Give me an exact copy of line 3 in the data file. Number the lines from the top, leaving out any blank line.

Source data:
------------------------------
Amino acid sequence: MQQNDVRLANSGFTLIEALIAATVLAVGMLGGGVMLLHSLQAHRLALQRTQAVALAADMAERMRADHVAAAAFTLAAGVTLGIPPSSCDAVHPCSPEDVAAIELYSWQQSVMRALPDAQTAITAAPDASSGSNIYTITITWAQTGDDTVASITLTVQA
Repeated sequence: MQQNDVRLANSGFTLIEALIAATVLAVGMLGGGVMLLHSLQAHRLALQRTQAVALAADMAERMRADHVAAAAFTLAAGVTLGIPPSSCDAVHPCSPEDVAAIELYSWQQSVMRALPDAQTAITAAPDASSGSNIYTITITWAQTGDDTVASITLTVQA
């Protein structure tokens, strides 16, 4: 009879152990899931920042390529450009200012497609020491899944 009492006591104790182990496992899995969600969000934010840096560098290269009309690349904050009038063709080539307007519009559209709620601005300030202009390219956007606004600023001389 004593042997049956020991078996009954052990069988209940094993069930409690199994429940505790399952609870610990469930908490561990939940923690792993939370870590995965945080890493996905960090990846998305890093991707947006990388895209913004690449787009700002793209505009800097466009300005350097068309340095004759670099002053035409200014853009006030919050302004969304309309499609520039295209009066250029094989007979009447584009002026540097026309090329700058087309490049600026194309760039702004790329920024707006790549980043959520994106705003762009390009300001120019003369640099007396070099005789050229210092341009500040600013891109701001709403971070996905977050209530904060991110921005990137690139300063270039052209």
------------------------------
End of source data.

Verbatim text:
């Protein structure tokens, strides 16, 4: 009879152990899931920042390529450009200012497609020491899944 009492006591104790182990496992899995969600969000934010840096560098290269009309690349904050009038063709080539307007519009559209709620601005300030202009390219956007606004600023001389 004593042997049956020991078996009954052990069988209940094993069930409690199994429940505790399952609870610990469930908490561990939940923690792993939370870590995965945080890493996905960090990846998305890093991707947006990388895209913004690449787009700002793209505009800097466009300005350097068309340095004759670099002053035409200014853009006030919050302004969304309309499609520039295209009066250029094989007979009447584009002026540097026309090329700058087309490049600026194309760039702004790329920024707006790549980043959520994106705003762009390009300001120019003369640099007396070099005789050229210092341009500040600013891109701001709403971070996905977050209530904060991110921005990137690139300063270039052209």